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# Outdoor Electric

#1
08-10-05, 03:44 PM
nick_151
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Outdoor Electric

I'm am planning to bury about a 250ft. run of UF-B wire to the end of my driveway for some lights. First of all, how do I calculate what gauge wire to use to account for voltage drop over this distance. Secondly The location where I need to run this happens to already have the telephone line coming from the street. I have some space to work with but not a lot, and the alternative is to bury through the woods, which is more work then it is worth. How far form the telephone line should this be buried to avoid any adverese effects like RF interference?

#2
08-10-05, 04:01 PM
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Join Date: Sep 2000
Location: United States
Posts: 18,497
The very first piece of information we need is the total wattage of the lights you're going to put out there. That's the key factor in deciding voltage drop. And the lights are going to be incandescent? And nothing but lights on this line?

A foot away from the telephone line is enough.

#3
08-10-05, 04:32 PM
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Join Date: Feb 2005
Location: Harrisonburg
Posts: 744
As John said.....we need to know the total WATTAGE for the lighting at the end of the driveway and if that is the ONLY thing on the circuit.

You can figure this yourself as well if you add up the total wattage for the light(s) at the end of the driveway and do this....

Total Wattage (divided by ) 120V ( Nominal ) = Total Amps
(P.S. You will need the AMPS for the online calculator below )

Now use this link online calculator to assist you.

http://www.electrician.com/vd_calculator.html

Of course if you get confused just post the wattage here and we will be able to take care of the math for you.

Now for FUN SAKE.....lets say you had (1) post light with (3) 100W bulbs in it. Which would be 300W total....

300W ( divided by ) 120V ( Nominal ) = 2.5 Amps

Now by the calculator....250' one way using 12 AWG- Copper UF-B you would have a voltage drop of only 2.1% ( or 2.5 volts )

So basically you want to keep the voltage drop above 3%......so 12 AWG would be the best to run......now for FUN try 14 AWG and see what you get.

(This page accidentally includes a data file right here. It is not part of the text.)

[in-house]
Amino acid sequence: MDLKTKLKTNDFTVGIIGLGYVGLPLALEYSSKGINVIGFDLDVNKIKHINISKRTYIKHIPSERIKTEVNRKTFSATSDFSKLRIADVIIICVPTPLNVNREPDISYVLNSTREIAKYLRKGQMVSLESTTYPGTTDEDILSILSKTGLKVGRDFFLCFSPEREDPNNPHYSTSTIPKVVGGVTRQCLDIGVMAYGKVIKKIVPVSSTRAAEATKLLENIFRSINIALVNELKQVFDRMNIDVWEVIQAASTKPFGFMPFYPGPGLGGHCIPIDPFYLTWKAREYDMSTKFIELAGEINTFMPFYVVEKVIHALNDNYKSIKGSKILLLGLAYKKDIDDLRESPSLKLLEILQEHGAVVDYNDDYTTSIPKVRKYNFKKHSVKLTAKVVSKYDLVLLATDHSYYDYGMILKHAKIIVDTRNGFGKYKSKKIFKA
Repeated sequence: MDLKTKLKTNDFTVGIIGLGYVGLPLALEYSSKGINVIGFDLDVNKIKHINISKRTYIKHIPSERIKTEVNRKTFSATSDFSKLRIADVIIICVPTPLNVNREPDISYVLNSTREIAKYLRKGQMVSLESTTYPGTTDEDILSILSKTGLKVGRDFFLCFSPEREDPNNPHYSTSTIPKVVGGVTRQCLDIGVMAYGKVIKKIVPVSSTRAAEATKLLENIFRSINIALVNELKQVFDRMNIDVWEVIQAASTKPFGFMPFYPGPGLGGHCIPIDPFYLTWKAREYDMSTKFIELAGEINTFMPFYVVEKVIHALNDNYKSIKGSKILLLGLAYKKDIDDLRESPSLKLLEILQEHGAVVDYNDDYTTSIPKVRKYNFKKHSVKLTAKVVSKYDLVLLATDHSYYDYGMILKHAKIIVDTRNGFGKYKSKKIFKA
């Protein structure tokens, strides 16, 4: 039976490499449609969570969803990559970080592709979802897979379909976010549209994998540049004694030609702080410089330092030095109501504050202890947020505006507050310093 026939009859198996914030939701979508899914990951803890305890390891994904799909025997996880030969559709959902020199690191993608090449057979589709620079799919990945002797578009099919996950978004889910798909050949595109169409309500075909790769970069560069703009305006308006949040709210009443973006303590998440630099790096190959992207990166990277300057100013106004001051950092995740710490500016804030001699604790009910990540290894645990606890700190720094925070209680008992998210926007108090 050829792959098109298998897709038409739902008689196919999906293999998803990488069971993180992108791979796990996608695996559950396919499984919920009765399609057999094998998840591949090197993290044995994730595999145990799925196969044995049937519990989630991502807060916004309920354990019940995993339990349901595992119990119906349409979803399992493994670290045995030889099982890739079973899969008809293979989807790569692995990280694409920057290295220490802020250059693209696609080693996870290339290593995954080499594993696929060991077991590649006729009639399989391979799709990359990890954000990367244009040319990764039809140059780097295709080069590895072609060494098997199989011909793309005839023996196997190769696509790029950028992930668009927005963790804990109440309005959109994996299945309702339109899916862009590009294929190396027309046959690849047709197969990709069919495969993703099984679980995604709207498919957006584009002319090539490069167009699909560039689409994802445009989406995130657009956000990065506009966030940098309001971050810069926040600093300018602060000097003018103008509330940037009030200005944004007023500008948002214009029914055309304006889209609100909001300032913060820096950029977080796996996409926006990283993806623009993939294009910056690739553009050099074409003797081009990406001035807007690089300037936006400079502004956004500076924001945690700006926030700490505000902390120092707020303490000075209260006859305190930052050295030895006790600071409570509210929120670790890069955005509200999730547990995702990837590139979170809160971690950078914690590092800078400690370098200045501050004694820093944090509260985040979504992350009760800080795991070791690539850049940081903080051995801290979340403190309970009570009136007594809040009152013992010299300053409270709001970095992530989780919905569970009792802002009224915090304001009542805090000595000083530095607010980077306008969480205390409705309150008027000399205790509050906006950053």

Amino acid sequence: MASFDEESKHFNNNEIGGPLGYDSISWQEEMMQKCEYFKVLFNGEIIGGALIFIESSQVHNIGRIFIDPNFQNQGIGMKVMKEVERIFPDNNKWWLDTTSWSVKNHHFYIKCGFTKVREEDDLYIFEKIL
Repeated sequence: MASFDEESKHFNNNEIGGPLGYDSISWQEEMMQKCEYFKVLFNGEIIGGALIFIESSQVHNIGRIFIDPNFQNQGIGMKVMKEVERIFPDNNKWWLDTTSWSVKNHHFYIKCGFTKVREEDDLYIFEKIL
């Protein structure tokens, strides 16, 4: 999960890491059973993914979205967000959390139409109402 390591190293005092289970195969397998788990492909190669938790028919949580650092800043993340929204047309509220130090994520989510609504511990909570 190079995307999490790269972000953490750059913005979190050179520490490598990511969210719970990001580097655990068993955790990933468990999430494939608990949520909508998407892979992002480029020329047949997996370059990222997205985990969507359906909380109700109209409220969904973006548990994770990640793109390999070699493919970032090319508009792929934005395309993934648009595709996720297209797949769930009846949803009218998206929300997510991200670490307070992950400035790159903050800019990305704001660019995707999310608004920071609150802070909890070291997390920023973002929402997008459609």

Note: The calculator uses 75 Degrees Rating. For the most part in your situation it will not make much of a difference either way for what you are trying to do.

#4
08-11-05, 02:03 PM
nick_151
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Kool. I haven't purchased the lights yet, so I'm not sure on the wattage, but the calculator should help. Also, I had considered a receptacle near the end of the driveway. Mostly for running a battery charger, but I want to be sure it could handle it, if I need it for something else. How much amperage should I figure in to account for this?

#5
08-11-05, 02:13 PM
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Join Date: Sep 2000
Location: United States
Posts: 18,497
A battery charger doesn't use much, but if you put a receptacle out there, it will be too tempting. Somebody will want to put up a lot of Christmas lights out there, run a weed wacker, etc. And that could be trouble. I suggest maybe you just avoid temptation and not put the receptacle out there. The receptacle might raise the wire gauge requirements from #12 to #4 in a hurry, and the cost and effort will start to skyrocket.

For all but small uses (like a few lights), 250 feet is too far to practically run 120-volt power.

#6
08-11-05, 02:25 PM
nick_151
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That's kind of what I figured. That's why I asked...to convince myself that it wasn't the wisest idea. I would know better than to overload it, but someone else might not. Thanks again.

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